After several years writing books about boys and young men and their girl sidekicks, in 1986 Lloyd Alexander tried something new: a series of Victorian adventure novels centered on a girl, starting with The Illyrian Adventure.
Move over, Indiana Jones. I’d like you to meet Vesper Holly.
As our narrator explains, the orphaned Miss Vesper Holly has the digestive talents of a goat and the mind of a chess master. Apart from that, she speaks multiple languages, including the filthy parts; has a self-confidence that would almost border on the egomaniacal if not for the small fact that she’s almost always proven right; is sixteen, attractive (though I’m a bit worried about the constant comparisons of her hair to marmalade) and charming; almost always gets her way; and is filthy, filthy rich. Also, she has a passion for archaeology and she’s able to do a spot of detection work on the side. I take it back. She’s not just Indiana Jones. She’s Indiana Jones, Sherlock Holmes (minus the violin playing, the bees, and the cocaine), and Nancy Drew and Richie Rich.
Playing Watson/Marcus Brody to Vesper Holly is Professor Brinton Garrett, aka Brinnie, himself a wealthy archaeologist who, as her newly appointed guardian, finds himself pulled mostly against his will into Vesper’s various adventures. I said mostly: the more I read these books, the more I can’t help but think that Brinnie is quite delighted to find himself back in the field and adventuring again, whatever he might be thinking about the hotel situation, and however much he may claim to disapprove of Miss Vesper. Like any good Watson, he is carefully chronicling Vesper’s adventures, and like any good Watson, he’s more than a bit bumbling, despite his keen insight into people:
I have always considered myself a keen judge of character and have taken a measure of pride in my ability to perceive an individual’s true nature on short acquaintance. Granted, I was wrong in the case of Nilo, Milan, Silvia, Matrona, Mira, and Colonel Zalik, but under the circumstances, my mistakes were justifiable.
For the record, that’s like about half the number of speaking characters in this book.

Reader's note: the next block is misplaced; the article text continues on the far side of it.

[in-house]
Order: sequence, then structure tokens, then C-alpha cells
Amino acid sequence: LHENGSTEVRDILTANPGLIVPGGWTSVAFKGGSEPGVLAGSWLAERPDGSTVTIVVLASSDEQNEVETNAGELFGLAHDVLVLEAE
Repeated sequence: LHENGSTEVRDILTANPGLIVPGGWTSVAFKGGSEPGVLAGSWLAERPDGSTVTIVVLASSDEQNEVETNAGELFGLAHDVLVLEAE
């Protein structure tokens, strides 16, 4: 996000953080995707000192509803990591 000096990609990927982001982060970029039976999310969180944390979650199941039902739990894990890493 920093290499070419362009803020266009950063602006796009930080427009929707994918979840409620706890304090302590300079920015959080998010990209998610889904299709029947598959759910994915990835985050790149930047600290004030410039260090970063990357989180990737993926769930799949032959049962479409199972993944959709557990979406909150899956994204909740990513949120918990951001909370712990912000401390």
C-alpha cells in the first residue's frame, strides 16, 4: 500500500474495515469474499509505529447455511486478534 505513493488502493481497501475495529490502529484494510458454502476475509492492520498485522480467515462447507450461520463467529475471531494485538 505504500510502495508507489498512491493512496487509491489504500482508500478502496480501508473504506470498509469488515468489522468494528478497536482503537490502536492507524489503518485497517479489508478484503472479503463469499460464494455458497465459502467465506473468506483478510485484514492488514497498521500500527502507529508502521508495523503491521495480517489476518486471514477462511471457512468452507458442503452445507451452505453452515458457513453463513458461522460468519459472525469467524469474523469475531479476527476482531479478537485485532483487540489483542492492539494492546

But for all of Brinnie’s various mistakes, Alexander slyly throws in hints that the narrator is not quite as hapless as he presents himself. Like Vesper, Brinnie also is a polyglot who easily picks up new languages. His extensive travel experience also means that despite his complaints and need for footbaths, he has no problem easily settling into all kinds of hotels, semi hotels, tents and other travel arrangements. When Vesper finally reaches Vartan’s Castle, Brinnie is the one able to estimate the date of the objects they have found, and note that the site probably has a substructure to explore. His subsequent paragraphs (and they are paragraphs) reveal that he has had significant training in proper archaeological methods—even if, quite like other Victorian archaeologists, he has no hesitation in using rather less proper methods to access secret chambers on occasion. And he, not Vesper, is the one to verify that the early Zentan calligraphy really is early Zentan calligraphy.
So he misjudges people. All the time. It can happen to anyone. Plus, it makes the book a lot more amusing—and gives kid readers a chance to feel superior.
Anyway. In this book, having unexpectedly found himself Vesper’s guardian (thanks largely to his own fortune, large enough to prevent him from wanting hers) he follows, that is, accompanies Vesper to Illyria, an imaginary country loosely based—very loosely based—on Balkan countries. The country is seething with tensions between the ethnic Illyrians and the Zentans, who have run the country for several centuries. The two groups still speak different languages and practice very different cultures, and the entire country is on the brink of civil war, or at least minor riots.
Vesper, however, has another purpose in mind: she is seeking out an army of magical mechanical soldiers mentioned in the Illyriad, the great medieval epic poem of the country. After extensive study, Vesper’s father—also an archaeologist and traveler—had become convinced that the soldiers were certainly real, if not actually magical, and passed this conviction on to Vesper. Fortunately, Vesper’s self-confidence has already gained her an invitation to visit the king. (She’s the sort of person who writes kings telling them that they will be delighted to see her, and, surprisingly enough, they are.)